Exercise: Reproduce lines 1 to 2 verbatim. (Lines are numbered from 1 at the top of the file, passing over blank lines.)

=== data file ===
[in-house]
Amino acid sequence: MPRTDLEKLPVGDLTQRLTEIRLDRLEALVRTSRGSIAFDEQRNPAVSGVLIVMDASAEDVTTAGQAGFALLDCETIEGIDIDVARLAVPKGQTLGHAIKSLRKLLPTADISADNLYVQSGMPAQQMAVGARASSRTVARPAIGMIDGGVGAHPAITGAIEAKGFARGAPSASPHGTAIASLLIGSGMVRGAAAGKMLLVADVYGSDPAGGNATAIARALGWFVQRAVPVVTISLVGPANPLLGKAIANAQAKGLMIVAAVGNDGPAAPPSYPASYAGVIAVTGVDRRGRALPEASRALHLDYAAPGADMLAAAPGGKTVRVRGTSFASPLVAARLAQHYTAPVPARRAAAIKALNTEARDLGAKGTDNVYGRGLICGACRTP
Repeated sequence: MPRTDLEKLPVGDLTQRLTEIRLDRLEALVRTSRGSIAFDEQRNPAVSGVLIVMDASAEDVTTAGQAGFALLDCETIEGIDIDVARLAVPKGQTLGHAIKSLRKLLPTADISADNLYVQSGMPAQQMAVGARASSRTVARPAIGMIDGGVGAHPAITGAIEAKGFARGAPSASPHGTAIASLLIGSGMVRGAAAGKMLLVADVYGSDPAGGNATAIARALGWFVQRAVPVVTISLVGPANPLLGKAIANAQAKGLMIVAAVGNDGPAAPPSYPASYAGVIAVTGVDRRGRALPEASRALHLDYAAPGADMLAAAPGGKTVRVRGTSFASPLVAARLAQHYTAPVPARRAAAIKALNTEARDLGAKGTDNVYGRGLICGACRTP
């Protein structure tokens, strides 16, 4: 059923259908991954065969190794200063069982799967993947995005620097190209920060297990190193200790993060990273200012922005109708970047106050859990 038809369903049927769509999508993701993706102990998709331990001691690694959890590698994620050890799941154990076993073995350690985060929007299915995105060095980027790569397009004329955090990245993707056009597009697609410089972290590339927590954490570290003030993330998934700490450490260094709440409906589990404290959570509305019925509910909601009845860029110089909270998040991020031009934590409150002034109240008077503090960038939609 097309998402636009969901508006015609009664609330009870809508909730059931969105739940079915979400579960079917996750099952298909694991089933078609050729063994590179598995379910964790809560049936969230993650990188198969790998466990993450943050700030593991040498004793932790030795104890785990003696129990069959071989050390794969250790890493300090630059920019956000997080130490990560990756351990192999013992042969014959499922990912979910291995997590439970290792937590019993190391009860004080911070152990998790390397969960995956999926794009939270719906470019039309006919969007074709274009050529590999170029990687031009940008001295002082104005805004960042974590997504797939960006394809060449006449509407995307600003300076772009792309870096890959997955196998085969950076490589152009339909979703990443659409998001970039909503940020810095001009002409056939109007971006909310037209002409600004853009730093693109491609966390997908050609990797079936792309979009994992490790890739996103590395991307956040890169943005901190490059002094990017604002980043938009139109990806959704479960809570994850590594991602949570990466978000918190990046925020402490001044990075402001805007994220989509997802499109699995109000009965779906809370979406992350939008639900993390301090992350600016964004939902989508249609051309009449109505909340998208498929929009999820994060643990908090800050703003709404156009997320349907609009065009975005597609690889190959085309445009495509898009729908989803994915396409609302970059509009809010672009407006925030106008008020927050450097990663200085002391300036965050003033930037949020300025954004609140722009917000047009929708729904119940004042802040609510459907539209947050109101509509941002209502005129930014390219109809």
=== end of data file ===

[in-house]
Amino acid sequence: MPRTDLEKLPVGDLTQRLTEIRLDRLEALVRTSRGSIAFDEQRNPAVSGVLIVMDASAEDVTTAGQAGFALLDCETIEGIDIDVARLAVPKGQTLGHAIKSLRKLLPTADISADNLYVQSGMPAQQMAVGARASSRTVARPAIGMIDGGVGAHPAITGAIEAKGFARGAPSASPHGTAIASLLIGSGMVRGAAAGKMLLVADVYGSDPAGGNATAIARALGWFVQRAVPVVTISLVGPANPLLGKAIANAQAKGLMIVAAVGNDGPAAPPSYPASYAGVIAVTGVDRRGRALPEASRALHLDYAAPGADMLAAAPGGKTVRVRGTSFASPLVAARLAQHYTAPVPARRAAAIKALNTEARDLGAKGTDNVYGRGLICGACRTP